Eric Babe: Jason Barish, Shayne Logan, and Marc von Martial are the artists. Jason did the units, interface, and many of the special effects, and he set up the tools for creating the maps. Shayne finished all the maps except Wilson Creek. Marc did several of our screen backgrounds. Their art for the game looks very good. We worked with Shayne on our expansion pack for “Conflict of Heroes,“ “Ghost Divisions;” Shayne had done such a good job with those maps that we asked him to help us finish the maps for “Brother against Brother.” Shayne is currently working on a board-game called “Old School Tactical,” which also has fantastic looking maps. I recommend that readers look it up!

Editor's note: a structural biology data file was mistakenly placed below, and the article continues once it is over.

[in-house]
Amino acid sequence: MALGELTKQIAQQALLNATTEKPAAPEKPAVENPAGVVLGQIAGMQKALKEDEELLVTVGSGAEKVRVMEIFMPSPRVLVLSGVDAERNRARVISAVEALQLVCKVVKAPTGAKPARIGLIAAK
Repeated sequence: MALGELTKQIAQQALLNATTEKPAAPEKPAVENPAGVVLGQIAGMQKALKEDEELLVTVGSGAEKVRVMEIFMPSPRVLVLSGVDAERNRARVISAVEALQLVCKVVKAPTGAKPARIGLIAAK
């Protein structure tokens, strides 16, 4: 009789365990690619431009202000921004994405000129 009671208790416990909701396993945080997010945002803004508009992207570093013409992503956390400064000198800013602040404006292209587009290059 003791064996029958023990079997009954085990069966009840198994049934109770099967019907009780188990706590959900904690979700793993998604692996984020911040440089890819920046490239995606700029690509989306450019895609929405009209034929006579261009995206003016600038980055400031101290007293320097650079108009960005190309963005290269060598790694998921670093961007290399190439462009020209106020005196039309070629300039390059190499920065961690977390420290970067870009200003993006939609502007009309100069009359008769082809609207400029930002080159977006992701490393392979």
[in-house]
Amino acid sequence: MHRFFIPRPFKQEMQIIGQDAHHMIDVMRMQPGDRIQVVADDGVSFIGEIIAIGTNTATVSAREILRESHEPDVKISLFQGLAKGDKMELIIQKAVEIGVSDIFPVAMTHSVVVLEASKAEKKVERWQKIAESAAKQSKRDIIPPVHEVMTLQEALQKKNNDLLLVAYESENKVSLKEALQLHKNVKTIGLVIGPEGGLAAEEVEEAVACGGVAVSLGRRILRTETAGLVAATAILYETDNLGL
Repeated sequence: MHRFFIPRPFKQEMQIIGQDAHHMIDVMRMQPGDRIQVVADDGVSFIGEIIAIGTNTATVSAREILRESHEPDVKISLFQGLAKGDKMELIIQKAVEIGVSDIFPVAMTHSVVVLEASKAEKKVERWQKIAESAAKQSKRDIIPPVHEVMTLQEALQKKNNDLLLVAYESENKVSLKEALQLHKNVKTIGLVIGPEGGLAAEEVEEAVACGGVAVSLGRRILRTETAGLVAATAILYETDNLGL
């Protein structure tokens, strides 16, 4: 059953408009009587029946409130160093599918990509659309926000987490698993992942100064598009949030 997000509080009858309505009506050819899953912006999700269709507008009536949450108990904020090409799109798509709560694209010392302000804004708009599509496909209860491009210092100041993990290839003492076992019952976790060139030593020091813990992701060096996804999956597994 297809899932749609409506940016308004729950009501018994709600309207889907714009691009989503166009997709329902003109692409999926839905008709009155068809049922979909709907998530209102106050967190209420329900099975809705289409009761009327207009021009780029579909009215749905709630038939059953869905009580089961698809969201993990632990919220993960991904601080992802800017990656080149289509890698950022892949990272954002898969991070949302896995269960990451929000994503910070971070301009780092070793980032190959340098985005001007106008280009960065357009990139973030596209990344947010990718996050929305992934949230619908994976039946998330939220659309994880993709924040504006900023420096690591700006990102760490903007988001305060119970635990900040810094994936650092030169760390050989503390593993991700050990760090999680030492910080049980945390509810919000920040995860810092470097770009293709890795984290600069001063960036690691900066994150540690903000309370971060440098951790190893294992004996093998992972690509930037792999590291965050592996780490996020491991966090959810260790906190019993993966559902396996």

I have a long thank-you in the readme file for the game, and I don't want to go on for a page or two here thanking everyone again. So I'll be brief perforce. Bill Battle volunteered to write a prodigious amount of background text for the game – long accounts of all the battles, on top of more than a hundred pages of generals' biographies. Jörn Käsebier also wrote many biographies for us. The 5th Michigan Regiment Band let us license four CD's worth of their music for a very modest fee, and I think their period music sounds perfect for the game. Matt Grace did our Union voice-overs. I first saw him perform as Major-General Stanley in the “Pirates of Penzance” and knew he would be the perfect voice for a our Union commander. John Stafford is a Hollywood actor – he was in hits like “Full Metal Jacket” and “What to Expect When You're Expecting” – but since he's the brother-in-law of our assistant producer, Mike Zeddies, we were able to snag him for the voice-overs for the Confederate generals. Their voice-overs really help the game come alive.